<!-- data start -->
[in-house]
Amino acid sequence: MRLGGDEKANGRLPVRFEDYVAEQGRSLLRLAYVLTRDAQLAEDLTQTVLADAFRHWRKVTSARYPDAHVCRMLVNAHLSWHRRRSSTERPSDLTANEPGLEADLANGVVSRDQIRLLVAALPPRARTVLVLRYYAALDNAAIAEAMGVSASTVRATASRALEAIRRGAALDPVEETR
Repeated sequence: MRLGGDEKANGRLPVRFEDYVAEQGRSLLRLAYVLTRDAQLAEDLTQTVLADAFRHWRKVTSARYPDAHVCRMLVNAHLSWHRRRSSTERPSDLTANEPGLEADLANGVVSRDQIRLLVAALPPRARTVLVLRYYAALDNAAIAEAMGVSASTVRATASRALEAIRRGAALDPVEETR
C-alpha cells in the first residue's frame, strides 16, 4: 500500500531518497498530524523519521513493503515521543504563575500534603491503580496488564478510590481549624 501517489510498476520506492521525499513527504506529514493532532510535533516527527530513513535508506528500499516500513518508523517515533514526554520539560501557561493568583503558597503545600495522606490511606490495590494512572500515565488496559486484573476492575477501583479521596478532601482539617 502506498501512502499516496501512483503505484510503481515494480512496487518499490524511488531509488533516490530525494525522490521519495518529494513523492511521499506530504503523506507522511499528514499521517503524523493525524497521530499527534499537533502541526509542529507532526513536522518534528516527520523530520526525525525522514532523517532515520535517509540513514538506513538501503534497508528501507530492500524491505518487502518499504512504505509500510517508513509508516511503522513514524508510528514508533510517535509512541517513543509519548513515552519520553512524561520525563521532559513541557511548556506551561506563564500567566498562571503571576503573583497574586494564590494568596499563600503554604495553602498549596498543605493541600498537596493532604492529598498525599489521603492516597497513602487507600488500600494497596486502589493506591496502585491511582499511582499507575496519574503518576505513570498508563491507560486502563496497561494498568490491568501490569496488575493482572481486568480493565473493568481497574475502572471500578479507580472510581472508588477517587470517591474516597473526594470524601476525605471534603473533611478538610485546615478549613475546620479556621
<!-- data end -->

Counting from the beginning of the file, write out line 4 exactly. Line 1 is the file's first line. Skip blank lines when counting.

C-alpha cells in the first residue's frame, strides 16, 4: 500500500531518497498530524523519521513493503515521543504563575500534603491503580496488564478510590481549624 501517489510498476520506492521525499513527504506529514493532532510535533516527527530513513535508506528500499516500513518508523517515533514526554520539560501557561493568583503558597503545600495522606490511606490495590494512572500515565488496559486484573476492575477501583479521596478532601482539617 502506498501512502499516496501512483503505484510503481515494480512496487518499490524511488531509488533516490530525494525522490521519495518529494513523492511521499506530504503523506507522511499528514499521517503524523493525524497521530499527534499537533502541526509542529507532526513536522518534528516527520523530520526525525525522514532523517532515520535517509540513514538506513538501503534497508528501507530492500524491505518487502518499504512504505509500510517508513509508516511503522513514524508510528514508533510517535509512541517513543509519548513515552519520553512524561520525563521532559513541557511548556506551561506563564500567566498562571503571576503573583497574586494564590494568596499563600503554604495553602498549596498543605493541600498537596493532604492529598498525599489521603492516597497513602487507600488500600494497596486502589493506591496502585491511582499511582499507575496519574503518576505513570498508563491507560486502563496497561494498568490491568501490569496488575493482572481486568480493565473493568481497574475502572471500578479507580472510581472508588477517587470517591474516597473526594470524601476525605471534603473533611478538610485546615478549613475546620479556621